Within the past decade, the Gulf of Guinea (GoG) has become one of the most dangerous maritime areas in the world. According to the Crisis Group report of 2012, maritime insecurity is a regional problem that is compromising the development of this strategic economic area and threatening maritime trade in the short term and the stability of coastal states in the long term. The GoG is a vast, diverse and highly important region. It constitutes about 16 countries that are strung along roughly 6,000 kilometres of unbroken coastline. From the north-western coast of Africa, these countries include Senegal, Sierra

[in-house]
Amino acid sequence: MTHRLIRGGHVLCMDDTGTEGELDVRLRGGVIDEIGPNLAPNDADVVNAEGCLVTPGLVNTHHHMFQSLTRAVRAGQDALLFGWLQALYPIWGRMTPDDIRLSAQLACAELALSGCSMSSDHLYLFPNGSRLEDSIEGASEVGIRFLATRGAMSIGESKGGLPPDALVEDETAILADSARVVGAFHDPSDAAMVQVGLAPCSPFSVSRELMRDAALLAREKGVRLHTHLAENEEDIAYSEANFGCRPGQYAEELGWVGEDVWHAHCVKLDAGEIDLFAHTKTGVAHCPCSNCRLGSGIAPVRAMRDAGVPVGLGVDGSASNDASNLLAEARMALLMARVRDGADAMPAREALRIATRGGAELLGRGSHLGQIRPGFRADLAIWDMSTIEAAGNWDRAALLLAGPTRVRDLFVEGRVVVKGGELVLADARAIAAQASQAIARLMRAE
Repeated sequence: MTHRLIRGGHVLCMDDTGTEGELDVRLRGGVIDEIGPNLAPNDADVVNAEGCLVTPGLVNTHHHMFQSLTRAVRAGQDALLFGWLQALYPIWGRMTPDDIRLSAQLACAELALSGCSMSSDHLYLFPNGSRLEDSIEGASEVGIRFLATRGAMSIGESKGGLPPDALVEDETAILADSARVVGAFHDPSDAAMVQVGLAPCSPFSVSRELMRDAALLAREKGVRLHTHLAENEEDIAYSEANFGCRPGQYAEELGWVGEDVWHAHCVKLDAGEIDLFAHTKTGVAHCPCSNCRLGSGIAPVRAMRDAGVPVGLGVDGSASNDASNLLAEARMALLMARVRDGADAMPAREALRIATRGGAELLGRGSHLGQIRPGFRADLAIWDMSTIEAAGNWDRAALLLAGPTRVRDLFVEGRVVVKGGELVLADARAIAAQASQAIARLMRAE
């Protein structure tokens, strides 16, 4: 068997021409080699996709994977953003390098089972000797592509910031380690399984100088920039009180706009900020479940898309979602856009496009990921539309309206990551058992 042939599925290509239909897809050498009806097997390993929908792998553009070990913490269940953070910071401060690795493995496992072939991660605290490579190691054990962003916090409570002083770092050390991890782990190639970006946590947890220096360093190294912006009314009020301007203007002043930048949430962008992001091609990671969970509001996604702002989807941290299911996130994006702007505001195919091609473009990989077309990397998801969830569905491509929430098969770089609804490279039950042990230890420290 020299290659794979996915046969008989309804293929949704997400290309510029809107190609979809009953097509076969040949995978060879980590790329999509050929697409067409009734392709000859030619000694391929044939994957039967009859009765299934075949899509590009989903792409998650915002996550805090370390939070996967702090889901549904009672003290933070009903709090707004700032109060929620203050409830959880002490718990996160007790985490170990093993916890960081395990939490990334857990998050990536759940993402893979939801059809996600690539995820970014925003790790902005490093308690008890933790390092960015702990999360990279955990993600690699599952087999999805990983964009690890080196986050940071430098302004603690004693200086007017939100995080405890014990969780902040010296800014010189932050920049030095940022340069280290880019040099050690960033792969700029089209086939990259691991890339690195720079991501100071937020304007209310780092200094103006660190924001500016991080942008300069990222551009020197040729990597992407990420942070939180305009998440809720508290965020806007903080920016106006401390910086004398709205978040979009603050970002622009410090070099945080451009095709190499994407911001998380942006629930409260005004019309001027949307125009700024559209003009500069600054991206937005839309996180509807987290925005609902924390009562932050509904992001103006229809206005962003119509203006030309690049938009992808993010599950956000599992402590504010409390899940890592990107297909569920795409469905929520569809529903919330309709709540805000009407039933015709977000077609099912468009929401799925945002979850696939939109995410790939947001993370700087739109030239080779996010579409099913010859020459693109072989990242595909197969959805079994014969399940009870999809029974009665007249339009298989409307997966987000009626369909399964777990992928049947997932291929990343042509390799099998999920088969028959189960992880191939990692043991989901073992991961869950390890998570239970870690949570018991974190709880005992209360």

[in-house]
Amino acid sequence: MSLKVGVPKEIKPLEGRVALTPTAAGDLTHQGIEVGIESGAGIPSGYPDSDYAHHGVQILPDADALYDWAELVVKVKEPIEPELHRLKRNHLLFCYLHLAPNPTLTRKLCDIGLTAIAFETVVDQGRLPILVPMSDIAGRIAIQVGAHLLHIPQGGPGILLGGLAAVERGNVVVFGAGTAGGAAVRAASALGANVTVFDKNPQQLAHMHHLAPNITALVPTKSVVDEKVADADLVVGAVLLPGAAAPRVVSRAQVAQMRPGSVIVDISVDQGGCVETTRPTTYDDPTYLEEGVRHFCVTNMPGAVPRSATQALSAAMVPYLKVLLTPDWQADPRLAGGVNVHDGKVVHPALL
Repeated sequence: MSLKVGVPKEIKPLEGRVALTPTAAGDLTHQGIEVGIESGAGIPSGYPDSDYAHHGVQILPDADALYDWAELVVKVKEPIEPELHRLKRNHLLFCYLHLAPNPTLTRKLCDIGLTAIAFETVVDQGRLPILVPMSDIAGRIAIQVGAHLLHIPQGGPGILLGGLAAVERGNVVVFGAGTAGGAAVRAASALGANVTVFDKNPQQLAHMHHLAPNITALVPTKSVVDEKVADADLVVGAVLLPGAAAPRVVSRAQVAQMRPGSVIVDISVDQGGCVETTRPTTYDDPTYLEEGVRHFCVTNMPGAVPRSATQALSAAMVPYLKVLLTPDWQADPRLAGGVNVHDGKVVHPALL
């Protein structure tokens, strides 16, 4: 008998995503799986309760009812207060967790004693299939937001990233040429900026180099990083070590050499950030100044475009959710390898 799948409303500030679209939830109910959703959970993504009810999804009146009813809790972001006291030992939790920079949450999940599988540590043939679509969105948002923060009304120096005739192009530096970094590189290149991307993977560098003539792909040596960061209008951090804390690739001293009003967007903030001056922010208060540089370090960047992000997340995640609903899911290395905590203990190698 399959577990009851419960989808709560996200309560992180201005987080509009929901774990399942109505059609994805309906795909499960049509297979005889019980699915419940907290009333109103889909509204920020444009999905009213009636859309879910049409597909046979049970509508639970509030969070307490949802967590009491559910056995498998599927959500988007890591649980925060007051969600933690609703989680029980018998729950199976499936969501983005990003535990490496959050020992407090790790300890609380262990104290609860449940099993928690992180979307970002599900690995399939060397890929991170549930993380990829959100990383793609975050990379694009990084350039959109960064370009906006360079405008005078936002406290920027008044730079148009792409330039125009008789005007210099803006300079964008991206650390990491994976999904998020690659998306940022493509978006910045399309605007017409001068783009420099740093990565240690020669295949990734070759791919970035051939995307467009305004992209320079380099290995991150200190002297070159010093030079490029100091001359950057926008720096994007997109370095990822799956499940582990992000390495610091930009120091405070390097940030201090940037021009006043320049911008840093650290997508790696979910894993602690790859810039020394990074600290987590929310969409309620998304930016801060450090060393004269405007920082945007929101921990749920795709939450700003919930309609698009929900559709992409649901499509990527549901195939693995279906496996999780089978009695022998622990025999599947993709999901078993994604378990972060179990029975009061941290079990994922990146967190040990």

Leone, Liberia, Cote d’Ivoire, Ghana, Togo, Benin, Nigeria, Cameroon, Equatorial Guinea, Gabon, the Island State of Sao Tome and Principe, Central African Republic, the Republic of Congo, the Democratic Republic of Congo, and Angola on the Southernmost fringes (Agence Congolaise de Presse, 2012:1).
In recent times, the GoG waterways have served as a critical gateway to the world for virtually all of its littoral countries which depend on access to the sea for the import and export of goods and services from and to major global markets. According to Ukeje & Mvomo-Ela:
With globalization, the region is also fast becoming pivotal to international navigation as a relatively safer, if longer, route connecting the Far East to countries in the North and South of the Atlantic. Given that over 90 percent of global freight is by sea, the GoG has become a veritable sea-route for international trade and commerce, especially now that the shorter Arab Gulf passage is costlier and riskier due to